The Covid-19 crisis will eventually reshape some cores of the fashion and hospitality segments

It appears that both fashion and hospitality are the sectors of the luxury industry that are the most at risk mainly because most of their revenues are based on the circulation of goods and people that are under high scrutiny right now. Depending on how well companies will react and adjust to the situation, there will be a stronger polarisation amongst brands. Especially for fashion brands that will have to review their business model that is increasingly challenged and put into question.

From global to local customers

It is estimated that around 20 to 30 percent of luxury industry revenues, mostly apparels, are generated by consumers making luxury purchases outside their home countries, i.e. when they are traveling. Travel is what drives mainly the European and the American markets who host and sell to Asian clients, especially Chinese. However, due to the current situation, there is a fear of travelling at the moment. Besides, because of exceptional governmental measure such as travel ban or the closing of borders. This context is particularly difficult for the hospitality segment of the luxury industry but also put stress upon the European and American luxury market mentioned before. Brands will need to find new ways of attracting consumers in their local market (especially Chinese who drive the market’s growth) and offer a greater variety of content, not only based on sales. 

Digitalisation

A way for brands to do reach out to customers in their local market is to go digital. For instance, Patek Philippe “is allowing its retail partners, including Watches of Switzerland and London Jewelers, to sell select models online for the first time”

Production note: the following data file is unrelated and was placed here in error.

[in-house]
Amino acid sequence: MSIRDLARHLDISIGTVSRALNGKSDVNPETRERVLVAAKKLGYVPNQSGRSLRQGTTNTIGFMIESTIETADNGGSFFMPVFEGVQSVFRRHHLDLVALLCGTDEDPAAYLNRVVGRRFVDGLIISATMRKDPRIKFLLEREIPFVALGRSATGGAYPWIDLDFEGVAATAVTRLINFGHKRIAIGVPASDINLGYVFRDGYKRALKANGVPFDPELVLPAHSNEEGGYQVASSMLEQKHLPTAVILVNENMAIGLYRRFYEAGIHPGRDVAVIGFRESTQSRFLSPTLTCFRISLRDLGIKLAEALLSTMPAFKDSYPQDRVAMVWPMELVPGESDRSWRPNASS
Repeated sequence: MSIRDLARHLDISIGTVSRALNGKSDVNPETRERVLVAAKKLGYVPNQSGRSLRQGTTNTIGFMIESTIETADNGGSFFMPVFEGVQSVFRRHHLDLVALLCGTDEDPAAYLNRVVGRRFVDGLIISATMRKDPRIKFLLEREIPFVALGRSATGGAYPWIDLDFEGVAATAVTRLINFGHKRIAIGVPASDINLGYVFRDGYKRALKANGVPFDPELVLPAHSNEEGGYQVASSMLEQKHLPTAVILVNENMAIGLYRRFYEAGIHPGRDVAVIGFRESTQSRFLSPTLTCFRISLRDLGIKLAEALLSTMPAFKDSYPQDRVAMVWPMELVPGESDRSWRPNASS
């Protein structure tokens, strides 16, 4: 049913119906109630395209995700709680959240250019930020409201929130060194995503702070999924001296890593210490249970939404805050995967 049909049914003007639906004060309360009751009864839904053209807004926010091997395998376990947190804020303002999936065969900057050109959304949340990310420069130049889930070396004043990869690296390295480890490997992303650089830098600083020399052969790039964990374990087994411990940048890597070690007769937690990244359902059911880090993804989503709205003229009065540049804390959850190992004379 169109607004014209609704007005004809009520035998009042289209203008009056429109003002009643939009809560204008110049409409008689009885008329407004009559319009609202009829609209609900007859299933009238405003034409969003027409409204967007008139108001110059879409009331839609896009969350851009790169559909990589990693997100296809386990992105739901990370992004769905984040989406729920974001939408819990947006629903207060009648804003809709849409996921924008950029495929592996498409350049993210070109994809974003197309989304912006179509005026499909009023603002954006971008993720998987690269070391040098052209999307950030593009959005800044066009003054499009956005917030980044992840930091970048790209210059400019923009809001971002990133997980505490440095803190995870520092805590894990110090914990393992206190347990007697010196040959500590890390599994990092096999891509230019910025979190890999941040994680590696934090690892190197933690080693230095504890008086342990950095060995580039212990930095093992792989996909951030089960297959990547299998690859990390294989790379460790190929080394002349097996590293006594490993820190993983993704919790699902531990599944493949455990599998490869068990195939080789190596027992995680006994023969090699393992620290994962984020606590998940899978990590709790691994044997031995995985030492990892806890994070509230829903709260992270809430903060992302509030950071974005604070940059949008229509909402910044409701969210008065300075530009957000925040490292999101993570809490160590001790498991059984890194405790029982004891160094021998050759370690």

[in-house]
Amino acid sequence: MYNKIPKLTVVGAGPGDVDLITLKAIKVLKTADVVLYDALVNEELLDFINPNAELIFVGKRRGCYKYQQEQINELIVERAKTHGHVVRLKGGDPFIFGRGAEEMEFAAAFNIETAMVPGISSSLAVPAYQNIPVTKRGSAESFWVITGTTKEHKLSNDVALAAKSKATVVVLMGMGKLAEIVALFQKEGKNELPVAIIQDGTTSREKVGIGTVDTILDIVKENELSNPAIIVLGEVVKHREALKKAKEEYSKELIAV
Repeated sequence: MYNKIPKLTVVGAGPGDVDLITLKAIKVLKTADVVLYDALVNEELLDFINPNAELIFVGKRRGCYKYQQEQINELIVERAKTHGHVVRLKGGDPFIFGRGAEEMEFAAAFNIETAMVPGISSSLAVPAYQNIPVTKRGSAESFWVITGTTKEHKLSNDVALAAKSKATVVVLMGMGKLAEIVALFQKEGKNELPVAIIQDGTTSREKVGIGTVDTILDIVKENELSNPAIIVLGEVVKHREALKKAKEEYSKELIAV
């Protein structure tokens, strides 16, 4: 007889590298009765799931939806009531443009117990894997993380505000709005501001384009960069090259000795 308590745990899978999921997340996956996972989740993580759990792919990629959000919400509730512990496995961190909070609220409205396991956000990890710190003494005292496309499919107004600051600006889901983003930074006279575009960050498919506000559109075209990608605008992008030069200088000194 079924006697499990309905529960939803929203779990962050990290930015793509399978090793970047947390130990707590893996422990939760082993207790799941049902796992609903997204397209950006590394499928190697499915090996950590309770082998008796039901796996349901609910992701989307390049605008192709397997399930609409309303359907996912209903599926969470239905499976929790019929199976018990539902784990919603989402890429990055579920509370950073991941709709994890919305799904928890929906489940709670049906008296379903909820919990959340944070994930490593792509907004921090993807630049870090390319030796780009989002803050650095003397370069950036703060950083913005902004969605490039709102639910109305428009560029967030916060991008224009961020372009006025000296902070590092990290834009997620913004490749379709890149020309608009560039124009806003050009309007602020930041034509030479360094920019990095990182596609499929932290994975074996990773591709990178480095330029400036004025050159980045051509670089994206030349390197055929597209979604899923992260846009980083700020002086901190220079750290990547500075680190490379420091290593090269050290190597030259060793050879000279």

This new drive for digitalisation can push forward and normalise the practice of online fashion shows. Again because of governmental measure, large gatherings are widely forbidden across the globe which prevent events like fashion weeks to take place. As a matter of fact, most of men’s fashion weeks that were supposed to take place in June have been cancelled in great fashion capitals like London, Milan and Paris as well as in other fashion scenes like in Russia, Japan or Brazil. Nevertheless, end of March 2020, the first online fashion shows ever took place during Shanghai fashion week. The organisers partnered with the e-commerce platform Alibaba and its marketplace Tmall to broadcast over 150 catwalk events with many designers selling items online from current collections. The initiative was a success and without having to fly hundreds of people from the fashion industry to the event. The reduction of the footprint such an event would have produced can serve as a platform to highlight the negative impacts of fashion shows on the environment and therefore may foster change in habits regarding that topic. 

From ownership to experience and back again

In the past years, we have witnessed a growing interest of experiential luxury over luxury products’ ownership. However, the shift towards experiential luxury will slow down since people travel less. They will return to buying small luxury items. This phenomena is called the lipstick effect: in times of crisis, consumers tend to spend less money and focus their purchasing power into buying small luxury goods.

Fashion’s seasonality challenged

According to Simone Cipriani, Head and Founder of the Ethical Fashion Initiative at the UN’s International Trade Centre: “Seasonality is also being questioned. Does it have the same meaning, in a world of climate change and erratic weather patterns?”

Guests arriving at the Dolce & Gabbana show in Milan wearing sanitary face masks
https://www.telegraph.co.uk/fashion/style/cancelled-shows-designer-masks-coronavirus-meant-milan-fashion/

Luxury brands especially in the personal goods segment like fashion or jewelry will have to rethink their supply chain model to be more agile